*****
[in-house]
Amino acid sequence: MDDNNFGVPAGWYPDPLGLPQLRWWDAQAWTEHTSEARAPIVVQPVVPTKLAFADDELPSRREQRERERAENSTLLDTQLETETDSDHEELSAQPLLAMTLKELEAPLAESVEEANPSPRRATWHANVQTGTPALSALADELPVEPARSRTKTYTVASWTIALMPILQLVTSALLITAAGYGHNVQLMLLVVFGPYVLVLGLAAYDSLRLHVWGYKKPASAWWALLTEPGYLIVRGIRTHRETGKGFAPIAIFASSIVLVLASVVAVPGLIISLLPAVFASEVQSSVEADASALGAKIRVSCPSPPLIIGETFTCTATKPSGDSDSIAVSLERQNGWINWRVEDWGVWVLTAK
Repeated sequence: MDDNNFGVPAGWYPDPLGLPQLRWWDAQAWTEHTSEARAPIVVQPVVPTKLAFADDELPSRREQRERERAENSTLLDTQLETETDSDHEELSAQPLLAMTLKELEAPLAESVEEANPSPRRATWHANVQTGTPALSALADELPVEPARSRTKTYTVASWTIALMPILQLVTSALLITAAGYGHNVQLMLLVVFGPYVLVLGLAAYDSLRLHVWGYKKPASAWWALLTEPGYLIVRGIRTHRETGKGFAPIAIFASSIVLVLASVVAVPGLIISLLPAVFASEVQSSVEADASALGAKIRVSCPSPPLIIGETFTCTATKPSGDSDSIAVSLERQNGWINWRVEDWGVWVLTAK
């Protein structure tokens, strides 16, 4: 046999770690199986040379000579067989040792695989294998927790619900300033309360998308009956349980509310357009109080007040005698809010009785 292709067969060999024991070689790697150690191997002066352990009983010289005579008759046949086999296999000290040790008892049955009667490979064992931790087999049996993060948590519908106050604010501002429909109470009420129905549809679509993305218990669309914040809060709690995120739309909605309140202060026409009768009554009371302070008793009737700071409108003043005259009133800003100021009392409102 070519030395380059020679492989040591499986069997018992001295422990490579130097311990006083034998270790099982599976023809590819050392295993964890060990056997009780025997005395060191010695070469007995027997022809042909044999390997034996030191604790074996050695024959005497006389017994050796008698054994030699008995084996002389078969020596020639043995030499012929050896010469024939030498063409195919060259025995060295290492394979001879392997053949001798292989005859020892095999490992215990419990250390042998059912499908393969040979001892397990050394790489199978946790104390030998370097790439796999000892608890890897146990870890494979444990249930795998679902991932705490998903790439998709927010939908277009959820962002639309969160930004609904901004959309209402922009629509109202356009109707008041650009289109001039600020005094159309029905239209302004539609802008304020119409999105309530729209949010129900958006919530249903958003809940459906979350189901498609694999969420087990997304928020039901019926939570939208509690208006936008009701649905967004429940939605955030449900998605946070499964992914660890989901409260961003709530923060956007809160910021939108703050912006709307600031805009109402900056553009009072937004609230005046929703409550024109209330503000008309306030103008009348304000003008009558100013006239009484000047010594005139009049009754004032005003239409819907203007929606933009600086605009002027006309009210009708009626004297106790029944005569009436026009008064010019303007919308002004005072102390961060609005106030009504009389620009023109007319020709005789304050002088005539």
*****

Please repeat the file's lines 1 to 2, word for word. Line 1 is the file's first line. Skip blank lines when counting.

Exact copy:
[in-house]
Amino acid sequence: MDDNNFGVPAGWYPDPLGLPQLRWWDAQAWTEHTSEARAPIVVQPVVPTKLAFADDELPSRREQRERERAENSTLLDTQLETETDSDHEELSAQPLLAMTLKELEAPLAESVEEANPSPRRATWHANVQTGTPALSALADELPVEPARSRTKTYTVASWTIALMPILQLVTSALLITAAGYGHNVQLMLLVVFGPYVLVLGLAAYDSLRLHVWGYKKPASAWWALLTEPGYLIVRGIRTHRETGKGFAPIAIFASSIVLVLASVVAVPGLIISLLPAVFASEVQSSVEADASALGAKIRVSCPSPPLIIGETFTCTATKPSGDSDSIAVSLERQNGWINWRVEDWGVWVLTAK